The classic low-pressure complex has a center of low pressure (the red capital “L”) with cold and warm fronts. The red and blue shadings represent the cold and warm sectors of the complex. The occluded front north of the low is the sign of a maturing system.
Pilots sometimes ask me what I think is the most important weather concept to understand. Wow, that’s a tough one.
I think they are referring to “big picture,” or synoptic-scale concepts, not the micro-scale elements of weather savvy—like the nuts and bolts of weather briefing strategies, interpreting forecast models, or understanding the nuances of radar imagery interpretation. But at the same time, I think they want this synoptic understanding to have relevance to day-to-day flying decisions.
There’s a lot to know, of course, but understanding the mid-latitude cyclone (low pressure) model is right up there for importance in my book. Think of this as understanding the mechanics of how surface low pressure centers and their fronts form and behave. Know this, and you have a good grasp of what to expect in the areas surrounding a low pressure complex. That’s saying a lot.
It all starts with a temperature boundary at the surface. It could even be a weak front, like a stationary front. There are always temperature discontinuities between northern states and more southerly ones, that’s just a fact of climatology. But for these boundaries to deepen into a low pressure center, the conditions aloft have to be just right.
The triggering mechanism is most often a trough aloft—a U-shaped pressure pattern that can be seen on constant pressure charts at the 500-millibar (about 18,000 feet) or 300-millibar (about 30,000 feet) constant pressure charts. As air flows around the bend at the apex of the “U” and then makes its way northeastward, some interesting things happen.
The upper atmosphere develops a counterclockwise spin, or vorticity, and the air downstream of this spin zone fans out in a divergent pattern. What does this mean at the surface? Well, if air is diverging aloft, the air at the surface must converge and rise. Add the spin from the vorticity and you have a low pressure center at the surface. Now the air masses around the surface low begin to rotate and collide with each other, creating cold and warm fronts. Presto—there’s your classic low pressure model. And it’s easily visible on a surface analysis chart.
At a glance, you can deduce the weather conditions within each sector of the model. The parent low, marked by a prominent “L,” has the lowest pressures, the strongest lifting forces, and therefore some of the worst weather.
To the south and southeast of the low is the warm sector. That’s where you’ll find the most unstable air, the warmest temperatures, highest humidities, and highest density altitudes. To the northwest of the typical low pressure model is the cold sector, with its colder air, highest pressures, and lower humidities.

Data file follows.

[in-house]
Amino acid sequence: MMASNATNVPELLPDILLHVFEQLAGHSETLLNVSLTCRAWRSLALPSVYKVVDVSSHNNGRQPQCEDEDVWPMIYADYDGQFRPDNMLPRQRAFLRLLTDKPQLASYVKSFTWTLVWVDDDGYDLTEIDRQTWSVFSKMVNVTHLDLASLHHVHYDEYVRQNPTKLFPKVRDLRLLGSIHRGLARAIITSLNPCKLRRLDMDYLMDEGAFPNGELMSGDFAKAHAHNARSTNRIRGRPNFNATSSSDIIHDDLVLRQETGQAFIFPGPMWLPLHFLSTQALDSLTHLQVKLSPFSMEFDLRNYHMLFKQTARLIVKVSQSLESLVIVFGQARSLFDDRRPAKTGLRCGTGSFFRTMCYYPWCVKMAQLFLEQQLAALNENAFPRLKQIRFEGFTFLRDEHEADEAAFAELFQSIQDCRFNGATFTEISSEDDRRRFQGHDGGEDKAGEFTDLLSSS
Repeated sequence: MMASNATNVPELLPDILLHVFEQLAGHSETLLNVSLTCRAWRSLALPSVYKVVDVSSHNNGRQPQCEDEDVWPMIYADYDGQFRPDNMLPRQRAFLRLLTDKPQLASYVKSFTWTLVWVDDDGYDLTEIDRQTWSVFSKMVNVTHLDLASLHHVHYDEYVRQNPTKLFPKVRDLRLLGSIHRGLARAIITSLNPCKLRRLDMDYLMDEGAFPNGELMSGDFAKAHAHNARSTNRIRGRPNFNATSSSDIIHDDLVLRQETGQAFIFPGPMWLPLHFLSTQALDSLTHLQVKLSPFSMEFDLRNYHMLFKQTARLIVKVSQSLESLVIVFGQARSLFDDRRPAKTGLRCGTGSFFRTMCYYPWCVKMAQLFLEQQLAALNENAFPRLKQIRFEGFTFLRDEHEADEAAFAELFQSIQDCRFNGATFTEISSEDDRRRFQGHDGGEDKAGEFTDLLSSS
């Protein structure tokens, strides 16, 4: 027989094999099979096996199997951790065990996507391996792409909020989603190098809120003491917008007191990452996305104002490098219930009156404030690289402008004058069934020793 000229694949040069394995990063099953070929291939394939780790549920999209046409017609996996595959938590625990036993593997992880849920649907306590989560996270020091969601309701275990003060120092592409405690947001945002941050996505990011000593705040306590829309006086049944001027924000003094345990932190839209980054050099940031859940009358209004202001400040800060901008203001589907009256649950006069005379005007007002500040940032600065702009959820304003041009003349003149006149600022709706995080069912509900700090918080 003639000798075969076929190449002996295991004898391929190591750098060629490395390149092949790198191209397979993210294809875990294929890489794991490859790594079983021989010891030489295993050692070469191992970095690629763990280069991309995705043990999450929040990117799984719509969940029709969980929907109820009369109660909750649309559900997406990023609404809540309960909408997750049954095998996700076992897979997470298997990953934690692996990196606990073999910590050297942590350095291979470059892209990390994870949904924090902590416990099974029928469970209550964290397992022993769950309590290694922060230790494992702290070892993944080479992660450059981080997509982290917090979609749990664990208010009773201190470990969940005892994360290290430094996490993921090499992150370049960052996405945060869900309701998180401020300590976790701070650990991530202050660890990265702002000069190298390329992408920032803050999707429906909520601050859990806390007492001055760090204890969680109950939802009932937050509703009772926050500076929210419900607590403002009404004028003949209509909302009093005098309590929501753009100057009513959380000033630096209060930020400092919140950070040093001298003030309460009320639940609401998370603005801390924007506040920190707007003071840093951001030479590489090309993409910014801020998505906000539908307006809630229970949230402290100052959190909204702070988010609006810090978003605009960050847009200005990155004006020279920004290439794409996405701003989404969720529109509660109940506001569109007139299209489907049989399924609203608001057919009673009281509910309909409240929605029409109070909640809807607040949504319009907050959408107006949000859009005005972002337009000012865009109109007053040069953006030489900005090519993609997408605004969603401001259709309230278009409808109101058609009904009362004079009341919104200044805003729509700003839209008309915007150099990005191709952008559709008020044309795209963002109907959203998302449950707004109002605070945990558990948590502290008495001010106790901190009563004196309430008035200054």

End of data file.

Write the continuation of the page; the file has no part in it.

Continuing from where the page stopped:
Between the cold and warm sectors, of course, will be a cold front which marks the boundary between them. Being denser than the warmer air ahead of it, the cold front wedges its air beneath that warmer air, creating cumulus clouds and perhaps lines and clusters of thunderstorms.
To the north of the warm sector and east of the low pressure center is the warm front. Here, less-dense, warmer air rides up and over the colder air mass ahead of it. The result is widespread stratus clouds, elevated convection in the warmer months, and large swaths of icing conditions in the winter months.
After a few days, our typical frontal model loses its upper-air support. The low aloft draws the surface low away from the juncture of the surface cold and warm fronts, and a stretch of low pressure—an occlusion—extends to the north or northwest.
This extension is an occluded front, which is also well-known for creating adverse flying weather. Occlusions are signs that the surface low pressure system is dying. Soon, the surface low is detached from the one aloft, and all that’s left is the kind of benign, stationary temperature boundary that started the whole process to begin with.
That’s the life cycle, in a nutshell. All surface low pressure systems and fronts aren’t the same, of course, but this description fills the bill for many of them. See a trough aloft heading east? See surface pressures dropping ahead of it? It shouldn’t be a surprise to see what happens over the next few days.
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Isallobars. These are lines of equal surface pressure change. Forecasters locate stations having rising or falling barometric/altimeter values in order to see where low pressure is forming—and where low pressure centers are likely to move. Not surprisingly, lows move to locations where surface pressures are already falling. Here’s a chart with isallobars showing the idea, with “R” signifying rising pressures, and “F” indicating falling pressures.